Mueller sent a scathing letter to Justice Secretary Kenny MacAskill, who cited compassionate grounds in his decision to let Abdel Baset al-Megrahi return to Libya because he has prostate cancer and was given only months to live by British doctors.
The angry tone of the letter is out of character with the normally reserved Mueller, indicating his outrage is personal as well as professional. He also sent copies to the families of the Lockerbie victims.
"I have made it a practice not to comment on the actions of other prosecutors," Mueller wrote. "Your decision to release Megrahi causes me to abandon that practice in this case. I do so because I am familiar with the facts, and the law. ... And I do so because I am outraged at your decision, blithely defended on the grounds of 'compassion."'
Before he became FBI director, Mueller spent years as a Justice Department lawyer leading the investigation into the 1988 airplane bombing that killed 270 people, most of them Americans.
Mueller said Thursday's release was "as inexplicable as it is detrimental to the cause of justice. Indeed your action makes a mockery of the rule of law."
His letter was dated Friday, and was made public Saturday.
Releasing the convicted bomber "gives comfort to terrorists around the world who now believe that regardless of the quality of the investigation ... the terrorist will be freed by one man's exercise of 'compassion."'
A statement from Scotland's government on Saturday noted Mueller has "strong views" because of his involvement in the case. "But he should also be aware that while many families have opposed Mr. MacAskill's decision, many others have supported it," the statement said.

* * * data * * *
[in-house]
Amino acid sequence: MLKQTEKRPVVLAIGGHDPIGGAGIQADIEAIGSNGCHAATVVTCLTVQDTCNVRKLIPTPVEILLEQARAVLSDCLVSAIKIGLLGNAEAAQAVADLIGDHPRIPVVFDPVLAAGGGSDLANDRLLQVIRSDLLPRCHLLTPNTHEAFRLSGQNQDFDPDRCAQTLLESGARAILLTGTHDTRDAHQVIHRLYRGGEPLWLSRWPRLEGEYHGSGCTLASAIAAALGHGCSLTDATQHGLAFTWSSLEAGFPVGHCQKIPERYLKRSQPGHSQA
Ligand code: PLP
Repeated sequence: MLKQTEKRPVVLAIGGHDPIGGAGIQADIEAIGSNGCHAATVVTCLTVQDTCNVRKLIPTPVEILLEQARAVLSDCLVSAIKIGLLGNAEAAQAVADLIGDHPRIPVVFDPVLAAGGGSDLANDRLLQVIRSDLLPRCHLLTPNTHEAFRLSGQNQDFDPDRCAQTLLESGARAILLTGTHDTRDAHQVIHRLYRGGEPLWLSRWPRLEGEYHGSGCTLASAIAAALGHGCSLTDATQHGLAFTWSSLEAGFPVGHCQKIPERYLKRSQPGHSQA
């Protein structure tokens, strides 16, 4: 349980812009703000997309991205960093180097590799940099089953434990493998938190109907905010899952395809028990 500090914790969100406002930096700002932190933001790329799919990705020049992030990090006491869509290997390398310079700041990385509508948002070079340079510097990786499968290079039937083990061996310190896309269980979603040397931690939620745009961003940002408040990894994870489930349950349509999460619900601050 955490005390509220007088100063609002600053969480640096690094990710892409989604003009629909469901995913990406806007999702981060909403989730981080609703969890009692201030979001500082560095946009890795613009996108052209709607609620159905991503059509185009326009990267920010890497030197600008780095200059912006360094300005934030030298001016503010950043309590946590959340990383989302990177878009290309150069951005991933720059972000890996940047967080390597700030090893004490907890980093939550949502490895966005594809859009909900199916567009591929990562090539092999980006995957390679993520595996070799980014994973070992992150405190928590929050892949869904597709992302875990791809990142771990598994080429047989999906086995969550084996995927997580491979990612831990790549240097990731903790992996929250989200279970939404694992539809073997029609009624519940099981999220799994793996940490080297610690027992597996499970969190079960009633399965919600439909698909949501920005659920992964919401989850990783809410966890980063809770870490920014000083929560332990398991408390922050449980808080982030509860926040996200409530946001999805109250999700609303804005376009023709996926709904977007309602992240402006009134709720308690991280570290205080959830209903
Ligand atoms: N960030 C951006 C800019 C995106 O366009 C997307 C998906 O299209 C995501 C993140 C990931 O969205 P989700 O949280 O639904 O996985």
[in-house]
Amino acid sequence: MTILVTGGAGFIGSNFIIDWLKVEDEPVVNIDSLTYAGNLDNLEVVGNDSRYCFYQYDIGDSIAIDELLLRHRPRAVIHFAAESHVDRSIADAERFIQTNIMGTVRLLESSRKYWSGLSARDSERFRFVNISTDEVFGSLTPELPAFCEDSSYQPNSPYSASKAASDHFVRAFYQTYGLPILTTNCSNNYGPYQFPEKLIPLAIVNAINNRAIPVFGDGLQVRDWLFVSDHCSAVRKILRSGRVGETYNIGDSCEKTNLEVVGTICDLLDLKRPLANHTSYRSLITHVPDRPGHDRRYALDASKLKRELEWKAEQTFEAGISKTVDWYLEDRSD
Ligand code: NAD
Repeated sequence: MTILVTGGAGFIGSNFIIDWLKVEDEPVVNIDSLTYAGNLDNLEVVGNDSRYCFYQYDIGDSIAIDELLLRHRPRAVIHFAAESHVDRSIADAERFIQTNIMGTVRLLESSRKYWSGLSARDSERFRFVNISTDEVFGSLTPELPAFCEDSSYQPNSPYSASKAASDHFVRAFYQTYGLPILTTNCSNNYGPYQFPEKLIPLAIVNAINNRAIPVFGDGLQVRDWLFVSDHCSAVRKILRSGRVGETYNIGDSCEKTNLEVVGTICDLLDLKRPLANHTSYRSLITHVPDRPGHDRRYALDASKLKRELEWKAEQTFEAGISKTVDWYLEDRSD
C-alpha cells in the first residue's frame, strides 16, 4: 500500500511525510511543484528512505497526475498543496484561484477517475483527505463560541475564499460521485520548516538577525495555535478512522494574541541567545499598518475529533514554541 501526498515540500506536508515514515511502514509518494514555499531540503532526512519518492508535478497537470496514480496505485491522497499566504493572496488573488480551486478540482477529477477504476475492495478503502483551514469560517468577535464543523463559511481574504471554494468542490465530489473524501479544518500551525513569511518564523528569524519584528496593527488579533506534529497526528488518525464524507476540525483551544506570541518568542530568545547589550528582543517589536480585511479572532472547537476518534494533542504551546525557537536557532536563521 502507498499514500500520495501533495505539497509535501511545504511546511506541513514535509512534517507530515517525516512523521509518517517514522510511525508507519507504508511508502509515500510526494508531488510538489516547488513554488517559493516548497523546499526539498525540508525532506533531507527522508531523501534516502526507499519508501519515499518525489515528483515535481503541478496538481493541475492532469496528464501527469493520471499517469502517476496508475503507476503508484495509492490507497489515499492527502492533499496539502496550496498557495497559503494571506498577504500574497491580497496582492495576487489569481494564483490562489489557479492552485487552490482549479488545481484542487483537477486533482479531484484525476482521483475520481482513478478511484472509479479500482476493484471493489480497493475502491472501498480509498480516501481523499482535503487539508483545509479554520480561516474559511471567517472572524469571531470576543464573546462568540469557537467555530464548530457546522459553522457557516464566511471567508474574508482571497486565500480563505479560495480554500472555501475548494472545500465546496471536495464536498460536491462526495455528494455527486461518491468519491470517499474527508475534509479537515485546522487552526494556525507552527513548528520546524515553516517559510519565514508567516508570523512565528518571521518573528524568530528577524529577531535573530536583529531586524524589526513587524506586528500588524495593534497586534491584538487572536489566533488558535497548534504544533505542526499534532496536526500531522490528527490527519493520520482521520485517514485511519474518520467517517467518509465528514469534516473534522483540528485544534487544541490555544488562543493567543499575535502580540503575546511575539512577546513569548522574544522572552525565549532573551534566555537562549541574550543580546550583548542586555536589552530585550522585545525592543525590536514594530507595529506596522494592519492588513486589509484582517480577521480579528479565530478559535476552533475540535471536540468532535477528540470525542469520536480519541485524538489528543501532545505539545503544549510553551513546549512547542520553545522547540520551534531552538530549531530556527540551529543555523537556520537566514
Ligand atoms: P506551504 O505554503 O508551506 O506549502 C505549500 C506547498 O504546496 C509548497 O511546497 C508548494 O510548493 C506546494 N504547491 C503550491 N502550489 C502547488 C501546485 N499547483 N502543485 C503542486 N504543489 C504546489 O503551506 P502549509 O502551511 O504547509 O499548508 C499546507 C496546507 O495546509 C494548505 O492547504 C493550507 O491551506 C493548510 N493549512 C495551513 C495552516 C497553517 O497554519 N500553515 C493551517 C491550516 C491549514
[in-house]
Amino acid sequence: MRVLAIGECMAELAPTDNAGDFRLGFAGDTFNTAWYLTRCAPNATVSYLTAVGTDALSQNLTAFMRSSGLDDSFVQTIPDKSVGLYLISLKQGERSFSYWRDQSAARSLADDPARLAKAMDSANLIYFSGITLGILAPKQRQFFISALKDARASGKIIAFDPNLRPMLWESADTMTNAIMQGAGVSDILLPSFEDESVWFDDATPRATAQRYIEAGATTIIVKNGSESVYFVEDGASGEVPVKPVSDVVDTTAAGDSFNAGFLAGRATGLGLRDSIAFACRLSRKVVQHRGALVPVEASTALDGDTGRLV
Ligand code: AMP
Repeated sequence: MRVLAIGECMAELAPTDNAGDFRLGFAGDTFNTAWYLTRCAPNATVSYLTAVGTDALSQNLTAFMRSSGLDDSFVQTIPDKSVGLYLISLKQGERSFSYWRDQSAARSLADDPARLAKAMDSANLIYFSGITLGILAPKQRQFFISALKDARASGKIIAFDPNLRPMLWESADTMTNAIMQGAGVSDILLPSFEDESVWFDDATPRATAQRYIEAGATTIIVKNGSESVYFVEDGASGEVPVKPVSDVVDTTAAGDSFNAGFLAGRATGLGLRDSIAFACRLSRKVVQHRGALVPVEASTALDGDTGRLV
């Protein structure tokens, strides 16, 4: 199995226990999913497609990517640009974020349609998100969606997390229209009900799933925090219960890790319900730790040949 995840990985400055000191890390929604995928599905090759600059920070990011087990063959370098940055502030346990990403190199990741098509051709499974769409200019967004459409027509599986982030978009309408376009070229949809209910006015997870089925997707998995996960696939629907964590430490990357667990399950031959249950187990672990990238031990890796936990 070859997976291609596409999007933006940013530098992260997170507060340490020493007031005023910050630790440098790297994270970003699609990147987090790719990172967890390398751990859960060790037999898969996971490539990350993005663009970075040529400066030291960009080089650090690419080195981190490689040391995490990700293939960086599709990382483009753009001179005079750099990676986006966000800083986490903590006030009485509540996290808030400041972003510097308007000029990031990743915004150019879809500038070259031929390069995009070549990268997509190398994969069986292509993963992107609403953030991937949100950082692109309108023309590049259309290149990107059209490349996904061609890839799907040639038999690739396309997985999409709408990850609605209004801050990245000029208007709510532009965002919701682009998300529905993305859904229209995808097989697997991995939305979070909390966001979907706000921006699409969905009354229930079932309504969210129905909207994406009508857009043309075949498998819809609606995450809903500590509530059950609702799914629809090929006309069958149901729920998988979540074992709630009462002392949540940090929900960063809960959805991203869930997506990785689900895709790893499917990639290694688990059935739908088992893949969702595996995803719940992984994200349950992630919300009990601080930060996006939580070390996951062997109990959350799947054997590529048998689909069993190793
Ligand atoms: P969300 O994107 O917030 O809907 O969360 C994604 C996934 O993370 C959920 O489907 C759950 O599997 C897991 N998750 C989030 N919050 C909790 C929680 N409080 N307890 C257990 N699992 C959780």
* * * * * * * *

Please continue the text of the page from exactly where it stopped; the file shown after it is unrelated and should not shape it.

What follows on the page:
Bert Ammerman of Riverside, N.J., who lost his brother Tom Ammerman in the bombing, praised Mueller for the "frankness and honesty" in his condemnation of the release.
Mueller recounted his own emotional experiences leading the investigation -- seeing a teenage victim's single sneaker, a Syracuse University sweatshirt, toys in the suitcase of a businessman heading home to see his wife and children for Christmas.
"Your action," he wrote MacAskill, "makes a mockery of the grief of the families who lost their own on December 21, 1988. You could not have spent much time with the families, certainly not as much time as others involved in the investigation and prosecution."
He ended the Lockerbie letter with a frustrated question: "Where, I ask, is the justice?"
President Barack Obama on Friday called the elaborate homecoming in Libya for the freed bomber "highly objectionable."?"
President Obama on Friday called the elaborate homecoming in Libya for the freed bomber "highly objectionable."